Science Fair Project Encyclopedia
African philosophy is a disputed term, used in different ways by different philosophers. Although African philosophers spend their time doing work in many different areas, such as metaphysics, epistemology, moral philosophy, and political philosophy, a great deal of the literature is taken up with a debate concerning the nature of African philosophy itself. Though this is often criticised (with some reason) as being sterile and self-absorbed, it can nevertheless provide useful insights into the nature of philosophy in general.
One of the most fundamental loci of disagreement concerns what exactly it is that the term ‘African’ qualifies: the content of the philosophy or the identities of the philosophers. On the former view, philosophy counts as African if it involves African themes (such as distinctively African notions of time, personhood, etc.) or uses methods that are distinctively African; on the latter view, African philosophy is any philosophy done by Africans (or sometimes, by people of African descent).
In what follows – for the purposes of an encyclopædia article – it will generally be more useful to take the former view as central, as it is surely the distinctive content and methodology that distinguishes African from other philosophy. (It's perhaps worth pointing out that the vast majority of African philosophy in the former sense will as a matter of fact also count as African philosophy in the latter sense.)
Having said all that, an historical survey is most easily and informatively undertaken by looking at philosophers who were born on the continent of Africa; when we come to the modern era, we shall revert to taking content and methodology as primary. Let us start, though, by looking at ancient African philosophy.
Pre-modern African philosophy
The history of philosophy in Africa before the modern period must be divided into two main parts, defined by geography: North Africa, and the rest of the continent. This division is in turn based on two related factors: interaction with cultural and religious traditions such as Judaism, Christianity, and Islam, and the development of a written language.
We start with yet another distinction: that between philosophers and philosophy. Paulin J. Hountondji has argued that, without a written language: “thousands of Socrates could never have given birth to Greek philosophy... so thousands of philosophers without written works could never have given birth to an African philosophy” (Hountondji, p.106; quoted in Kwame, Introduction, p.xx). That is, even if we take a broad definition of ‘philosopher’, such as Joseph I. Omoregbe's: “a philosopher is one who devotes a good deal of his time reflecting on [ fundamental questions about human life or the physical universe] and who frequently and habitually does this” (Omoregbe, p.4), there is still a gap between the disconnected set of such philosophers' thoughts, and the interconnected continuity that we should call a philosophical tradition. Put simply, even if there were African philosophers, there was no African philosophy.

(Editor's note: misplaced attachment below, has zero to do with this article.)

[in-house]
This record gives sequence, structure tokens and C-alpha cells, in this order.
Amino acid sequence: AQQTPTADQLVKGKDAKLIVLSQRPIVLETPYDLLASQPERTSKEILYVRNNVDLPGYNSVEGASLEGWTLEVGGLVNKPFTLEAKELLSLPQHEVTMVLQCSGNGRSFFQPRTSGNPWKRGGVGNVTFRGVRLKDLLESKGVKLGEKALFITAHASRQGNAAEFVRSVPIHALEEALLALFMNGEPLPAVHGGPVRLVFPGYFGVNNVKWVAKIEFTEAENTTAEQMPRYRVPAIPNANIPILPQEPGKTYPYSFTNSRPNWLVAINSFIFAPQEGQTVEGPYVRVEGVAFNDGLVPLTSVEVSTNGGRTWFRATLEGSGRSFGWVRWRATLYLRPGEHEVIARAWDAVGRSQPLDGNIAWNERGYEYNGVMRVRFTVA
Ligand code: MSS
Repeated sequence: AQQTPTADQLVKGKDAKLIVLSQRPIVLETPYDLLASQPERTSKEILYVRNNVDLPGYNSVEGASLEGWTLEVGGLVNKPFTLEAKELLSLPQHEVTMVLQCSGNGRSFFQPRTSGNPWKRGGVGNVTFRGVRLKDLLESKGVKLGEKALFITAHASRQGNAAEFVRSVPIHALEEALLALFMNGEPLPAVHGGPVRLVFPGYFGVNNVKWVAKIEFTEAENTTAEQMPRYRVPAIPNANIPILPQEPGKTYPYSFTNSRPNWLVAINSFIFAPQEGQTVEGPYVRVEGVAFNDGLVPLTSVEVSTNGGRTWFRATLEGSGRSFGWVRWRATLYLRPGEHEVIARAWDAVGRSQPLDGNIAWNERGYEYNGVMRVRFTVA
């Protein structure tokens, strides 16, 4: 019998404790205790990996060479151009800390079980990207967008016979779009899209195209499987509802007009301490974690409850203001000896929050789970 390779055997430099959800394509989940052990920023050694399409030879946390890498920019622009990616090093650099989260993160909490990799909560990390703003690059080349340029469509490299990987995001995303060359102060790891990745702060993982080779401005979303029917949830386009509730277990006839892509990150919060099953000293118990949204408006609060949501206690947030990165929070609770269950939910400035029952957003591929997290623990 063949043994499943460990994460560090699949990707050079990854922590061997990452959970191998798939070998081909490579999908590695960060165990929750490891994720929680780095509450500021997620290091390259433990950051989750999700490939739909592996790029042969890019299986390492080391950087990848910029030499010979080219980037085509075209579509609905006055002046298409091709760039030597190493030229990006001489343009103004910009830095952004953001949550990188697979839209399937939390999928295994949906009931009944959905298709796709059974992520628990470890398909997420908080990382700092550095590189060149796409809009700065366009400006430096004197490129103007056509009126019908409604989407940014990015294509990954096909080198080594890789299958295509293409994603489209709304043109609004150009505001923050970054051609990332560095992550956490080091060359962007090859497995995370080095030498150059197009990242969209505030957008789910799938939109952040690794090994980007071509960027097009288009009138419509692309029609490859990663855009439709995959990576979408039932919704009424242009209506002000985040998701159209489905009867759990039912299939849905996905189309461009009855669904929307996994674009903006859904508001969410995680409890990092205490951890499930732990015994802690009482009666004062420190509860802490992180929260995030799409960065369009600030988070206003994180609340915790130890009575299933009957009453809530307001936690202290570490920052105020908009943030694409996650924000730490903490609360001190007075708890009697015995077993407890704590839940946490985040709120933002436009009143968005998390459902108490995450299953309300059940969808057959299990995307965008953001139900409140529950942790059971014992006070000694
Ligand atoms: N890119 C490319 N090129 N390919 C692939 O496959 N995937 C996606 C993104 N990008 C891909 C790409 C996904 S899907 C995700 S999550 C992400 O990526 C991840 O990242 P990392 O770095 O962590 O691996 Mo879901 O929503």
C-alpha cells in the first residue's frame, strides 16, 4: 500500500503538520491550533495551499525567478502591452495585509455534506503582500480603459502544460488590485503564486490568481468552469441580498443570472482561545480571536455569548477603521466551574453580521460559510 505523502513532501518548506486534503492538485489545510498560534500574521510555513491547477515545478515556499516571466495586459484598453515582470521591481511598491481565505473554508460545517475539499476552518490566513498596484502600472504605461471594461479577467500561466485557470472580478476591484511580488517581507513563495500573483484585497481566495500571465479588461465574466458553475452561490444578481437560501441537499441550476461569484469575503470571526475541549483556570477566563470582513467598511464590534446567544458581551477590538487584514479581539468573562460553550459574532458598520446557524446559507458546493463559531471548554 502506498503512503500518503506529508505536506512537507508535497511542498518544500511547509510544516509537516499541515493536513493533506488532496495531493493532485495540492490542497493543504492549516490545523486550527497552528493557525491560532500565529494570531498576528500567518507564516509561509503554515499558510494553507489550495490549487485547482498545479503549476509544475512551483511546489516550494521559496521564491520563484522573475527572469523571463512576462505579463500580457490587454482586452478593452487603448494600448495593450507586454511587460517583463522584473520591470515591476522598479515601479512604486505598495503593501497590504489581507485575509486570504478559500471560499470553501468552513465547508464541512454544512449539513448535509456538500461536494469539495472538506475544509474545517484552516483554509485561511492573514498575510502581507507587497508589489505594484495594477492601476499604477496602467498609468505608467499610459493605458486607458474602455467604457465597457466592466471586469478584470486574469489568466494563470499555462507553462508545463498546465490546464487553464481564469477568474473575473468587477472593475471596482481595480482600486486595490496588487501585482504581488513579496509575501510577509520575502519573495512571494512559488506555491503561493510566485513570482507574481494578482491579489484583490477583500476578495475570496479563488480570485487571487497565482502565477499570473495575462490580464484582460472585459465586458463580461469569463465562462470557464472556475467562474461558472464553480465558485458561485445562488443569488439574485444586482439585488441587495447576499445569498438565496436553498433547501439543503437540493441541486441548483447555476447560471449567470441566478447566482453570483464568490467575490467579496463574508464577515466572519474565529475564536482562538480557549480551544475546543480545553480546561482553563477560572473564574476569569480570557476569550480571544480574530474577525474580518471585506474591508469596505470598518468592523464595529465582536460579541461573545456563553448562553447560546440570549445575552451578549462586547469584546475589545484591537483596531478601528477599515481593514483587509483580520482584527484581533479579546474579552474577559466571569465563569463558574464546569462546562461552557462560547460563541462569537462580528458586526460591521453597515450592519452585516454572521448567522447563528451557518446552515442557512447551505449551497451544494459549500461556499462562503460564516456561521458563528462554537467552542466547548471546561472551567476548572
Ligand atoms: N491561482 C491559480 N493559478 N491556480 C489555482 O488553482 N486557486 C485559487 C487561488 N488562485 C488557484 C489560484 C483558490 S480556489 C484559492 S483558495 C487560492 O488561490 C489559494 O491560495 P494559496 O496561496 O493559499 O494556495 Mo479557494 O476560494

The alternative view starts from an alternative notion of philosophy; if we take a philosophy to be a coherent set of beliefs about the nature of the world and the place of human beings in that world, then few if any cultures lack a philosophy. Such a philosophy doesn't depend upon the existence of specific people who philosophise, so – even using Omoregbe's general definition – this view at least allows for the possibility that there have been African philosophy but no African philosophers.
It should be emphasised that there is no debate concerning the fact Africans were perfectly capable of philosophical thought. It's difficult to see what basis there could be for a denial of that fact. The standard view of the rise of philosophical (and of scientific) thought is that it probably required a certain sort of social structure (one in which, for example, a significant part of society had the leisure to think and debate), but that even given this necessary background condition, there's a further complex set of factors needed. The claim that Africa developed no philosophy, then, is merely the claim that the right conditions happened not to arise there — that is, it's pure accident.
There is at least one example of a pre-modern sub-Saharan philosopher in Omoregbe's sense: Anthony William Amo was taken as a slave from Awukenu in what is now Ghana, was brought up and educated in Europe (gaining doctorates in medicine and philosophy), and became a professor at the universities of Halle and Jena.
Four candidates for modern African philosophy
The Kenyan philosopher Henry Odera Oruka has distinguished what he calls four trends in modern African philosophy: ethnophilosophy, philosophical sagacity, nationalistic–ideological philosophy, and professional philosophy. In fact it would be more realistic to call them candidates for the position of African philosophy, with the understanding that more than one of them might fit the bill.